The Most Observant in the Room


Renee grabbed his phone and noted a few things down in coded shorthand, all the while keeping an eye on the severs’ movements over the top of the screen. After a three hour journey, he could finally sit down to eat, but still no relaxation was to be had.

The sounds of light conversation and the clinking of utensils on plates drifted through the restaurant, mingling with the cool blues and dark-wood furniture to accentuate the classy but casual atmosphere. Giving his order to a young lady, Renee surreptitiously pressed the timer button of his phone.

His gaze followed another server bringing a dish to a woman a few tables over. Steam came off the plate together with a heavy meaty scent that made his stomach growl. How long had it been since he ate? He had to skip lunch to make it here on time. It would probably affect his opinion on the taste of the food, but he didn’t have the mind to worry about it right now.

A blip interrupted his note-taking. A message from his mother. “Don’t forget to call tonight! 😃” Sometimes he wished he could just tell her about the work he did. Keeping secrets was so tiring. But he understood the need for secrecy. She would no doubt brag to her co-workers and friends…

As he answered—“I might sound a little tired, but I won’t forget!”—he inspected the food on the table next to him. Good presentation, maybe a little sloppy on the sauce. Judging by their expressions the taste made up for it though.

Another blip brought his attention back to his phone. “Good luck at work! Love you 😘”

“😘” As he pressed send, he locked eyes with the same woman a few tables down whose food he saw brought in. He’d noticed her following the movements of the servers and eyeing the food as well. A colleague perhaps? No matter, regardless of if she was or not she was busy with her meal right now.

He sank deeper into his chair, soft an pillowy, perfect to doze in, not so perfect for dining. Quickly shaking away the thought of a good nap, he noted the swift wipe with which a server cleaned a table. He’d seen worse, admittedly, but not a great sign none the less.

After another few minutes, a server with his ordered veal with mashed potatoes and mushroom sauce arrived. He ended his timer (thirty-two minutes) and plucked his utensils from their paper packet. A little difficult to remove, he’d have to make note of that.

Cutting his veal revealed it was prepared exactly to his tastes, but more medium than rare according to industry standards. The sauce was perfect—if not put on the plate aesthetically, and the potatoes could have been a little more creamy.

He sighed as he paused his meal to write it all down. This job would ruin good food for him one of these days.

He was halfway through his meal when the woman from earlier startled him by sitting down opposite him. “You need to be a little more subtle with your watching if you don’t want to be noticed,” she said. So she was a colleague after all.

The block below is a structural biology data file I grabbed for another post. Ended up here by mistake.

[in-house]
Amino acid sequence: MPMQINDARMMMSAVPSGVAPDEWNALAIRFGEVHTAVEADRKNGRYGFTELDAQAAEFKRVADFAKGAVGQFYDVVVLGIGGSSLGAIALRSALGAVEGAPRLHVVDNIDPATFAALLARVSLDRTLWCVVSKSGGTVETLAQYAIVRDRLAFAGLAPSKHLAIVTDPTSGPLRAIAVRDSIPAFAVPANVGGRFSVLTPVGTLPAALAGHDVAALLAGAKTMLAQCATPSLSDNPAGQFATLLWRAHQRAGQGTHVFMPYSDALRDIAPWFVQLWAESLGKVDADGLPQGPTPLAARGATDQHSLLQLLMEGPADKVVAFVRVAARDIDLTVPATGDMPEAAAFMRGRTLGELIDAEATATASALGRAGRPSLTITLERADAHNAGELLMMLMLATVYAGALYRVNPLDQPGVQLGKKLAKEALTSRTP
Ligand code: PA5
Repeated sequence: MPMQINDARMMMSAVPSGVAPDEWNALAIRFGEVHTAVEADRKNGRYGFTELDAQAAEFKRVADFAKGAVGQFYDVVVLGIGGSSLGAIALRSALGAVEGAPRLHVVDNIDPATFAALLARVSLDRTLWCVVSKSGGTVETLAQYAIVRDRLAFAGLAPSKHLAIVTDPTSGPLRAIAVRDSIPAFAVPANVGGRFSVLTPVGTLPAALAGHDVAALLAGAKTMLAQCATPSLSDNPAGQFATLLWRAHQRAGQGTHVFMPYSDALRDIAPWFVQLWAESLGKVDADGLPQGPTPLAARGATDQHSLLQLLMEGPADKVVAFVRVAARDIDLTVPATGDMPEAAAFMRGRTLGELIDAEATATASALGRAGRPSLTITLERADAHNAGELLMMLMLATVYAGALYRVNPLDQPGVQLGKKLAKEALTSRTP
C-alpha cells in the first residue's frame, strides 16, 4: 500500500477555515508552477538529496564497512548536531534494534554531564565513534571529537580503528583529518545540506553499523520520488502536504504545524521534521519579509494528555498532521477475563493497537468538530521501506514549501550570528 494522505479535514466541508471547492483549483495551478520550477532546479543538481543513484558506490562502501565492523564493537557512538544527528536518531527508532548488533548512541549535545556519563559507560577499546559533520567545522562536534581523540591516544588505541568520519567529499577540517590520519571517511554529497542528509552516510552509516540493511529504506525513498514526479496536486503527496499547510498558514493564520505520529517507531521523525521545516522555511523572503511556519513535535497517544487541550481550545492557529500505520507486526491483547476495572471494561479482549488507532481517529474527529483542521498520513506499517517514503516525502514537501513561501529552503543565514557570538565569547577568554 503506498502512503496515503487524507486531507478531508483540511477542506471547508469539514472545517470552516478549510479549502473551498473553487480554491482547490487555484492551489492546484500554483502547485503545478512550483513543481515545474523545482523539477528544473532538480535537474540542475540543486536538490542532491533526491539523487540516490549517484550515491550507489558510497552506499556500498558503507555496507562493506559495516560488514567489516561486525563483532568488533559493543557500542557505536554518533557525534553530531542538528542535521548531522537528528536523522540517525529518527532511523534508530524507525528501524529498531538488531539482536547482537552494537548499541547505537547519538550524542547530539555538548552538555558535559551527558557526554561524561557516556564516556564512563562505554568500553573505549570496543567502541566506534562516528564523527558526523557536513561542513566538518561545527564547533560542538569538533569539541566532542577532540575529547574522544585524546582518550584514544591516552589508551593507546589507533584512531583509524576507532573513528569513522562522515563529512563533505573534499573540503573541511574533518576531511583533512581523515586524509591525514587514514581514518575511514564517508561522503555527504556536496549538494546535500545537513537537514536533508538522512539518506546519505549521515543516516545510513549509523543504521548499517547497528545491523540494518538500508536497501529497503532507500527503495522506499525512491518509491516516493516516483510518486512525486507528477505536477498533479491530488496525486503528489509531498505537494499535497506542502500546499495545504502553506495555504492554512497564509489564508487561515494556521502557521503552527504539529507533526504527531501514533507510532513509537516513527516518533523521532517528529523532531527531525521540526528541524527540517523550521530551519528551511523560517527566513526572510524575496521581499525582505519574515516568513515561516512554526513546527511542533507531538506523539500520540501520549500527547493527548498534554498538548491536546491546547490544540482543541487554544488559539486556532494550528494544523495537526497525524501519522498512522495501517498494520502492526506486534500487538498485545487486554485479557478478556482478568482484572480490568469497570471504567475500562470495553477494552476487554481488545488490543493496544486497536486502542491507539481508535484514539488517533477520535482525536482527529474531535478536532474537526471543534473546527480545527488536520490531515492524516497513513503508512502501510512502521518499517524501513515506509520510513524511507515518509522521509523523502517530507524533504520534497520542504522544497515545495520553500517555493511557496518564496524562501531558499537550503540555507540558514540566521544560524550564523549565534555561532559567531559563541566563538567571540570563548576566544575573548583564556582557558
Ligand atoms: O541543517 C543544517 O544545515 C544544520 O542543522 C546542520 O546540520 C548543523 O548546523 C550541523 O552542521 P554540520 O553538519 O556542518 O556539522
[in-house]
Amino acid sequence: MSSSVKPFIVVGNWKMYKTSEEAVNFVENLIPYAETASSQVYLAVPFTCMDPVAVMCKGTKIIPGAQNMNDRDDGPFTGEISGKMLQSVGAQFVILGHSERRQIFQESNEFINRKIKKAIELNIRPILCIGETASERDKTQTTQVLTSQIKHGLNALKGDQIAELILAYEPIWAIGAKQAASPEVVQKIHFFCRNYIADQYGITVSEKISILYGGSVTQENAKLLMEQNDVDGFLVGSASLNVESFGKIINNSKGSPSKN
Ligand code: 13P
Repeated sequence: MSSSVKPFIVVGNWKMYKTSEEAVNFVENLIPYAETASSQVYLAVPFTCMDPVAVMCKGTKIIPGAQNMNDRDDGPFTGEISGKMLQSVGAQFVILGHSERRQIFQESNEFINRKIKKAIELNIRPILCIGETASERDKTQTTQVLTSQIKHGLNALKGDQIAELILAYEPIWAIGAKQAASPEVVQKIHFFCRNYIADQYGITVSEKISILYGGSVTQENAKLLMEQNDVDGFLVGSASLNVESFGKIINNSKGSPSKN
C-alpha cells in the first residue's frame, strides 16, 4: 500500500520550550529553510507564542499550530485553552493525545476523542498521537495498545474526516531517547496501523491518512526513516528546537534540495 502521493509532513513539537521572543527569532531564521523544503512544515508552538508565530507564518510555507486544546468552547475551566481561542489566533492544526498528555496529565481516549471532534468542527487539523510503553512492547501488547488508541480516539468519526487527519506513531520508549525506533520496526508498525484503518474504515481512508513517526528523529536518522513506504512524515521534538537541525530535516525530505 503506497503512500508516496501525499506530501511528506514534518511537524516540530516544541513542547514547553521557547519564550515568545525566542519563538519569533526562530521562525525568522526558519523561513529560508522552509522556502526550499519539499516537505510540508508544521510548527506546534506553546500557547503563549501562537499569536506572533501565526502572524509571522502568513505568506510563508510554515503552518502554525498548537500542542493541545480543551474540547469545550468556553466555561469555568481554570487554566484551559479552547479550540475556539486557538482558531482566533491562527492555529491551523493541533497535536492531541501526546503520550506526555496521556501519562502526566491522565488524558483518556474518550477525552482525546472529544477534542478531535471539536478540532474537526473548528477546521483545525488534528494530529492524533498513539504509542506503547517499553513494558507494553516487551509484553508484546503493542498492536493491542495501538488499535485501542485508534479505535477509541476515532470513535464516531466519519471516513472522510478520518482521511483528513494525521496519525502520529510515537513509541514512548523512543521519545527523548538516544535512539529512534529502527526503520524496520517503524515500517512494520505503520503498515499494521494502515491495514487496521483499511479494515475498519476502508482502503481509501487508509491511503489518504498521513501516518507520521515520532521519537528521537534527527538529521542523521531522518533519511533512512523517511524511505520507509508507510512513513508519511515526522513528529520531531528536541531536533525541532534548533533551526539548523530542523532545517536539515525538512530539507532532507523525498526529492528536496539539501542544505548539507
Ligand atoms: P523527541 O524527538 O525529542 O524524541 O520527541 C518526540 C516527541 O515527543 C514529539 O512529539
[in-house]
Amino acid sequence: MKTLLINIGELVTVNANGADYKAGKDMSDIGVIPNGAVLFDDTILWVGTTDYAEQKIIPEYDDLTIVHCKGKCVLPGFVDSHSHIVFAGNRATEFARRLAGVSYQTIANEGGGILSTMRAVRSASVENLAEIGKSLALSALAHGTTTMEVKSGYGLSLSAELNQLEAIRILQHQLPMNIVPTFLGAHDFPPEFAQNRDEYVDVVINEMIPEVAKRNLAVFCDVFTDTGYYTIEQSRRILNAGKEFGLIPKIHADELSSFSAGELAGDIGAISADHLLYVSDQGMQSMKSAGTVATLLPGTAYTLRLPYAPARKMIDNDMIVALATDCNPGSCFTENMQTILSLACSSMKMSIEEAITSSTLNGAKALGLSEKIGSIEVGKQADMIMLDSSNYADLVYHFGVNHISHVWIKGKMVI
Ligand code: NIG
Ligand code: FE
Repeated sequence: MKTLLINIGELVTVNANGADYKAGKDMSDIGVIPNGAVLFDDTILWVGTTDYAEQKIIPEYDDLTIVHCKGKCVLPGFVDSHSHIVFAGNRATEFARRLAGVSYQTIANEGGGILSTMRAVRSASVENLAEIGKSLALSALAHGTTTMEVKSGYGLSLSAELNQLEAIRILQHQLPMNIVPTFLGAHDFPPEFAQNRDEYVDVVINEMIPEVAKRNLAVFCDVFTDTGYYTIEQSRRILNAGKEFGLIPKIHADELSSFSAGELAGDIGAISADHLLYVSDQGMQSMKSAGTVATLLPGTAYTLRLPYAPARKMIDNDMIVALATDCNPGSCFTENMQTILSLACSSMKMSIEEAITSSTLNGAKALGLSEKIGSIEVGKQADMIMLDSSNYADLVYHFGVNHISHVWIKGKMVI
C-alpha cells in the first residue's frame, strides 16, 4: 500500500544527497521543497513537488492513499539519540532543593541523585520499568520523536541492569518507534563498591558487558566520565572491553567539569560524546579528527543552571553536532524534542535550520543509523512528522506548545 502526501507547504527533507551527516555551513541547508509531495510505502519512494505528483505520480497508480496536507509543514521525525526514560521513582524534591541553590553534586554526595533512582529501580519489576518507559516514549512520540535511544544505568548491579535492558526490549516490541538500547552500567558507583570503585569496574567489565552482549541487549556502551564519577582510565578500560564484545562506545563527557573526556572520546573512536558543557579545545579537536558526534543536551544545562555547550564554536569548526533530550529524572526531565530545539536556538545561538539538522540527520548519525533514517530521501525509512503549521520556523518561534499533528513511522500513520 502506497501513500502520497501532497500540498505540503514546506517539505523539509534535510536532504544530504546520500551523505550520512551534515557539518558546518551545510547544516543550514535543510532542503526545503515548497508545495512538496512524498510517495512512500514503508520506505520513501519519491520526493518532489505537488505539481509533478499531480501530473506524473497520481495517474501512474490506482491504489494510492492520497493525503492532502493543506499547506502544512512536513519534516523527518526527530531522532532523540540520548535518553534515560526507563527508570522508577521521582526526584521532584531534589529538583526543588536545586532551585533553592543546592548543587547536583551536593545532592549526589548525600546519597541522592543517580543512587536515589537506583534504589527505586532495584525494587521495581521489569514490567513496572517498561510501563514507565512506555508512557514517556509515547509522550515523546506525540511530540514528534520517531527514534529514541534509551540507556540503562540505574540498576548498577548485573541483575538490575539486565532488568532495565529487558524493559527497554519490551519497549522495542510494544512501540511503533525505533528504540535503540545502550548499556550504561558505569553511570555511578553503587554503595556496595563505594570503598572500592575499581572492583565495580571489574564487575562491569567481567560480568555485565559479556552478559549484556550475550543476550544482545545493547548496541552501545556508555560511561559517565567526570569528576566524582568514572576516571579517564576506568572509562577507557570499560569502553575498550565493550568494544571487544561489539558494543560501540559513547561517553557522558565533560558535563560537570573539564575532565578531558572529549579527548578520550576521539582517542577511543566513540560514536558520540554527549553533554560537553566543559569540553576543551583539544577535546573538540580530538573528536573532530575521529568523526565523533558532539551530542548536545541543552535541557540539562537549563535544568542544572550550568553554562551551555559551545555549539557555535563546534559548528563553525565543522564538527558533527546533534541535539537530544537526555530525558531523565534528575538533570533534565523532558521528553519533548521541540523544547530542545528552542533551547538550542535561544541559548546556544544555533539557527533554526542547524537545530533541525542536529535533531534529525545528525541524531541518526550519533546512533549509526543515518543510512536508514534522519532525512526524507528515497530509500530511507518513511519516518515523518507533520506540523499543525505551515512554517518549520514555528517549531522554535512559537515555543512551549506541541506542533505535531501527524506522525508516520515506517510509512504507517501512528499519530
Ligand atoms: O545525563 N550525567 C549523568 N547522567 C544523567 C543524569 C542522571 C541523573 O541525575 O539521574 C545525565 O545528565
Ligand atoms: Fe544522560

He pierced a piece of sauce-covered beef on his fork. “Maybe look at yourself first, I noticed you as well.”

The woman smiled. “Ah well.” Her voice was low and warm. She leaned an arm on the table. “Then we can both hope the public isn’t as observant as the two of us.”

“I wouldn’t look forward to avoiding this place for the next decade no,” he said sardonically. He glanced around the room again, absorbing the atmosphere. He’d like to come back here outside of work some-time.

“The next decade?” She looked intrigued. “Isn’t that a little extreme?”

“Hmm, I suppose your higher-ups aren’t as strict as mine,” he mused, “If I think I’m compromised, I have to leave the area for ten years.”

“Wow, we definitely don’t have a rule like that at my agency. A different disguise and name, sure, but nothing that strict.”

How do you fake a name when you pay with a credit card? Would that even be legal? “They probably think this is less hassle for them.” Not for us though.

“I would never accept losing so much manoeuvrability.”

As if he got paid enough to not accept anything. “I just make sure it doesn’t happen.”

“You won’t if you keep being so obvious about it.”

He frowned. “Hey, I’m good enough for the job, been doing it for years. It’s not like I’m a spy or anything.”

The woman’s teasing smile vanished, her complexion paled. But for only a moment. In a blink, she was back to normal again, but making motion to stand up. “I’ll leave you to it then.”

“Hey wai-”

“Have a nice meal.” And then she was gone, lost in the passing of two servers. Renee frantically looked around, even—ridiculously—under his table, but she was nowhere to be seen.

While he usually didn’t drink on the job, he ordered a whole bottle that night. At least he had something to tell his mother about.

Inspired by the Wikipedia page on the Michelin Guide, and an internet post noting the hilarity of the secrecy involved in being a Michelin Inspector.

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